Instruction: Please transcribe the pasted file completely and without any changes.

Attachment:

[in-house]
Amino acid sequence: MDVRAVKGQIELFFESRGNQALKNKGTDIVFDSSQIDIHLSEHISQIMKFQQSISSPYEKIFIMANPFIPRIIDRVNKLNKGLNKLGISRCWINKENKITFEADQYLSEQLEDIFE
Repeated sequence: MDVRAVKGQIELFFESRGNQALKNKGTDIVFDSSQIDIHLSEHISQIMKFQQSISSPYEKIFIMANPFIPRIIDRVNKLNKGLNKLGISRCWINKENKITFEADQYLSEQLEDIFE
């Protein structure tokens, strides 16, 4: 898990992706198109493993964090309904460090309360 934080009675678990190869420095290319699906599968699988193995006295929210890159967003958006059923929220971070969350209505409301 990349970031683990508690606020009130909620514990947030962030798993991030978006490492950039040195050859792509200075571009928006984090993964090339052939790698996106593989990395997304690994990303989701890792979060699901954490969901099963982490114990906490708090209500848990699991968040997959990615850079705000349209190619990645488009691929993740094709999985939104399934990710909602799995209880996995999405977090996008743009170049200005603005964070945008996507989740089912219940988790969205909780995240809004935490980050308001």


[in-house]
Amino acid sequence: MDVRAVKGQIELFFESRGNQALKNKGTDIVFDSSQIDIHLSEHISQIMKFQQSISSPYEKIFIMANPFIPRIIDRVNKLNKGLNKLGISRCWINKENKITFEADQYLSEQLEDIFE
Repeated sequence: MDVRAVKGQIELFFESRGNQALKNKGTDIVFDSSQIDIHLSEHISQIMKFQQSISSPYEKIFIMANPFIPRIIDRVNKLNKGLNKLGISRCWINKENKITFEADQYLSEQLEDIFE
């Protein structure tokens, strides 16, 4: 898990992706198109493993964090309904460090309360 934080009675678990190869420095290319699906599968699988193995006295929210890159967003958006059923929220971070969350209505409301 990349970031683990508690606020009130909620514990947030962030798993991030978006490492950039040195050859792509200075571009928006984090993964090339052939790698996106593989990395997304690994990303989701890792979060699901954490969901099963982490114990906490708090209500848990699991968040997959990615850079705000349209190619990645488009691929993740094709999985939104399934990710909602799995209880996995999405977090996008743009170049200005603005964070945008996507989740089912219940988790969205909780995240809004935490980050308001």